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Enjoying the fruits of your labor

September 3, 2009
By Stephanie Bethke-DeJaegher

Do you toil on Labor Day? At our house, the toiling happens more so in the kitchen, while the house smells just delicious of spaghetti sauce cooking on the stove while we also can up whole tomatoes and other things, ready for the canner.

I love to make the first chili from the garden with fresh tomatoes. Although, the young master gardeners have yet to see the wonderful fruits of their labor and how they equal into how chili in the early fall can taste, they so daintily try out what is better. Tomatoes with salt or tomatoes with sugar? (Sugar, of course!)

We work and labor in the garden all spring and summer, now we can take the weekend to enjoy our gardens since frost is certainly not far away, though it may not be a big killing frost. There are all kinds of lore on when the first frost will come. The new one to me is so many days after the first thunderstorm rolls in the area, while others say six weeks after the goldenrods have started to flower. Then there is something to do with the full moon and such and such a day from that time on. I think what this all equals to is how long do we have before we retire from the garden for another season.

Tulips, daffodils and crocus bulbs can all be planted now as soon as they show up in the stores. The earlier you can plant them, to allow the roots and plant to establish itself under ground, the better the plant has a chance to bloom in the spring. A little trick that we use at our house is that sometimes it is very difficult to decide which way is up on the bulb. Can't decide? Just lay the bulb on its side and Mother Nature will take it from there.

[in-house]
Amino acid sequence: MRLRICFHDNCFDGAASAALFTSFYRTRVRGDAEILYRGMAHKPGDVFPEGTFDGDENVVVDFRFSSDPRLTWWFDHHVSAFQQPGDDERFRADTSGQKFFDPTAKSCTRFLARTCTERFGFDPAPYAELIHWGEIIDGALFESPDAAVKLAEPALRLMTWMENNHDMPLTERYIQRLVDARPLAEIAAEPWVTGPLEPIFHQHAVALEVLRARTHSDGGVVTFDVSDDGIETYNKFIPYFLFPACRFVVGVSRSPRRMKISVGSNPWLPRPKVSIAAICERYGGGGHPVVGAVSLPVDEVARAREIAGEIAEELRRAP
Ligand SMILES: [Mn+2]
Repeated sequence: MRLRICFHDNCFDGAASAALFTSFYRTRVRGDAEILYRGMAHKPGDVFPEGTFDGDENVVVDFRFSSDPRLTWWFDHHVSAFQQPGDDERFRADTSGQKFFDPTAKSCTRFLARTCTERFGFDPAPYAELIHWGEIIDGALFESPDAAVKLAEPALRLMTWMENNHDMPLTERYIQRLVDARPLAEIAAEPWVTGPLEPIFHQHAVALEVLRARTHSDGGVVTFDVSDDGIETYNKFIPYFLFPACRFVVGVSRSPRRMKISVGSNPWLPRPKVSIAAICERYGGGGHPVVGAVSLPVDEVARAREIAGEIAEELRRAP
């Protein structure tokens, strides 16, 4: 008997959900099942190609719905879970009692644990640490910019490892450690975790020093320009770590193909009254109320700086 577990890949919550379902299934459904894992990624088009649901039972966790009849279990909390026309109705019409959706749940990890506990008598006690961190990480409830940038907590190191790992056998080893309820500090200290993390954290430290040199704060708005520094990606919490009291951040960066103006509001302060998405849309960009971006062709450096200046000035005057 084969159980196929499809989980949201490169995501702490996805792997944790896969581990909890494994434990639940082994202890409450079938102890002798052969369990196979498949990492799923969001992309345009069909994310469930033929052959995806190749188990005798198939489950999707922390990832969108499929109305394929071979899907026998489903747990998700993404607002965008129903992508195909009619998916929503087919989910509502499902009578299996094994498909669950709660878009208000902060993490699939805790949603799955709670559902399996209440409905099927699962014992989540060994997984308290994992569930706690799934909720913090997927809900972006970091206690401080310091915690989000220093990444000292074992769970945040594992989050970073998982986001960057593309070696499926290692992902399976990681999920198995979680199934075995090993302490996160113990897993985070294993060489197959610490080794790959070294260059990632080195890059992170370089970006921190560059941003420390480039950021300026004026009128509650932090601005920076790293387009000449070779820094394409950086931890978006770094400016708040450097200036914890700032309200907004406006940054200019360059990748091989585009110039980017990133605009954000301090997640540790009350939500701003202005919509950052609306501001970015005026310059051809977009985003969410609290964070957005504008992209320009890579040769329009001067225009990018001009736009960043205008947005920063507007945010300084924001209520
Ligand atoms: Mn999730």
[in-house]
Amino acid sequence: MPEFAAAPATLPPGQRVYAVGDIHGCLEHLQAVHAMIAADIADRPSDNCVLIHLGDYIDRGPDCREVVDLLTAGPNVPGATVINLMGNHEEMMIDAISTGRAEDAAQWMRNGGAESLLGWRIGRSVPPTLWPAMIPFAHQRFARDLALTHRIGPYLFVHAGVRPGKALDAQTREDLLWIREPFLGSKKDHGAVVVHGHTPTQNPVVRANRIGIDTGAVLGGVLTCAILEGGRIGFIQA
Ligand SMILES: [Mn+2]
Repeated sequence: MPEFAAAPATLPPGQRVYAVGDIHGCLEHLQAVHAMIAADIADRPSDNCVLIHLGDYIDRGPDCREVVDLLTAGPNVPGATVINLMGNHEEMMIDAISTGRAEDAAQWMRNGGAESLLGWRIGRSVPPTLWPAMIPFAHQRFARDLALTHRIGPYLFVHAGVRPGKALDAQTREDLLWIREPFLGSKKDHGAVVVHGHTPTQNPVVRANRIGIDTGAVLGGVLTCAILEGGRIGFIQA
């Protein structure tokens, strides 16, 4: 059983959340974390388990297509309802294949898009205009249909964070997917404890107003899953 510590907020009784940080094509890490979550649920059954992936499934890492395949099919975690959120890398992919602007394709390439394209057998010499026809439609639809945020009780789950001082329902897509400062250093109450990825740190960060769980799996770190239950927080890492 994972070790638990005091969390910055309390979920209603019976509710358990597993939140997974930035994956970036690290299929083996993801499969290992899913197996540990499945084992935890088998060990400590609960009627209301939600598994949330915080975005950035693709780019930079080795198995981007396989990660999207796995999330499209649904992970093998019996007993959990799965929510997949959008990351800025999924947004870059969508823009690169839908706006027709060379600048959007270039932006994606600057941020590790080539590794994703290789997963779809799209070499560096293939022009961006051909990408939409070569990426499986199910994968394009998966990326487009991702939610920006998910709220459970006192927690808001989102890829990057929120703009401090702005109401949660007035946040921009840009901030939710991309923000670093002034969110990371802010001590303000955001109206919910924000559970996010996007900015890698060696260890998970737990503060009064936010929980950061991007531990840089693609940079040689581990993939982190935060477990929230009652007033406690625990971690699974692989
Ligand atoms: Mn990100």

Plant the bulbs according to the depth that is written on the side of the package. You may want to use some small marker so you know where to look next spring for those new plants that you are planting now. If you are like me, you might find yourself wandering the garden in the springtime, looking like some crazed person to your spouse, muttering to yourself and kicking at what is left of the snow, trying to figure out just where you planted this or that. And just why isn't it coming up yet?

The beginning of the end of our short season doesn't mean that we can toss it all in and just forget about those weeds that are over there or those plants that can be transplanted over here. We still have plenty of work to do - just without the added stress of getting so hot and sticky as we do in the middle of July.

The young masters and the queen bee of the garden will tell you the best is yet to come with eating apples off of their own trees while they swing in the cool autumn sunshine. You can't get any better than that!

For more information on gardening, you can email me at



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